# Methods of In Situ Assessment of Infiltration Rate Reduction in Groundwater Recharge Basins

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## Abstract

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## 1. Introduction

## 2. Materials and Methods

^{−5}m/s). The observation points are distributed within two layers at 0.28 m and 0.68 m depth. The lab scale experiment features an electronic scale in the outflow to control the percolation volumes, whereas in the fields scale, the lower boundary of the infiltration unit is directly connected with the unsaturated zone of the site. Infiltrated water was from the Elbe river and was mixed with sodium chloride (NaCl) for tracer experiments. River water (DOC ≈ 5 mg/L; TSS ≈ 20 mg/L) was pumped into the infiltration basins with an annual hydraulic loading rate of 300 m/a under wet:dry cycles of 1:3 (24 h infiltration followed by 72 h dry period). This designed hydraulic loading rate represents the recharge of a 300 m high water column with an area of 1 m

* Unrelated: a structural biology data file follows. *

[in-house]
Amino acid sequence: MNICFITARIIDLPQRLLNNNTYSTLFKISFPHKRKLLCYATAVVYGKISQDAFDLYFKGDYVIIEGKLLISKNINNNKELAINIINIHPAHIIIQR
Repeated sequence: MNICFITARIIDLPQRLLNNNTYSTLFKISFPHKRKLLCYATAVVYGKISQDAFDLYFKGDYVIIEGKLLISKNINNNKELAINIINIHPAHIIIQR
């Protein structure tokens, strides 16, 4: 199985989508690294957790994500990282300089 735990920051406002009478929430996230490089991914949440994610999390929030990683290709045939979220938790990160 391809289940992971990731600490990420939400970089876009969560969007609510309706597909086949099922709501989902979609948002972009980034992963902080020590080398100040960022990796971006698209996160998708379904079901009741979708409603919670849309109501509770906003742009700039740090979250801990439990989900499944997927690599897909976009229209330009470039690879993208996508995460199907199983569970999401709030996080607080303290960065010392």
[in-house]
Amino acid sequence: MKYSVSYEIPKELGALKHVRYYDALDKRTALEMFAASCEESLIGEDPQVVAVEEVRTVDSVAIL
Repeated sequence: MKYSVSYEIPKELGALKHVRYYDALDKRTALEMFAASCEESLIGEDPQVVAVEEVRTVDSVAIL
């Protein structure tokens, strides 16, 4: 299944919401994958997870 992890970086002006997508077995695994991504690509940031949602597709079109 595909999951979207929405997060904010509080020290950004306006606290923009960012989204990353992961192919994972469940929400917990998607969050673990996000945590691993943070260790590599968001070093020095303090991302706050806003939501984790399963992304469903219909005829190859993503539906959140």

^{2}within one year. In total, nine infiltration cycles, which were equivalent to a total specific volume of nearly 29,000 L/m

^{2}, were run. Tracer experiments were performed which introduced NaCl at a concentration of 1 g/L into the river water in the first six hours of each infiltration cycle, to determine the time for solute transport by way of a installed monitoring sensor, located 28 cm below the flooding-basin floor. The frequency domain reflectometry (FDR) sensor measures volumetric water content (vol%), electrical conductivity (mS/cm), and temperature (°C) at two minutes intervals. Further details of the infiltration setup and description of the measuring sensors are presented by Fichtner et al. [19].

#### 2.1. Tracer Method

_{50}/v

_{50o}(fraction of linear velocity based on time t

_{50}over the initial linear velocity in the first infiltration cycle) in Equation (1), is calculated with the time it takes to reach the half of the maximum rise of electrical conductivity (t

_{50}) at the depth to the sensor (z) [30]. The monitored changes of v

_{50}/v

_{50o}in the infiltration experiment can be interpreted as the reduction of the infiltration rate of the medium.

#### 2.2. Libardi Method

_{o}):

_{L}and B

_{L}at depth L (Figure 2), by integrating the Richard’s equation from soil surface (z = 0) down to depth z = L, the hydraulic conductivity can be calculated (see Equation (3)). A

_{L}is represented by the inverse of the slope γ, whereas B

_{L}is the multiplication of A

_{L}with the natural logarithm of the fraction of slope γ times initial hydraulic conductivity (Ko) over parameter a times depth z.

_{o}and θ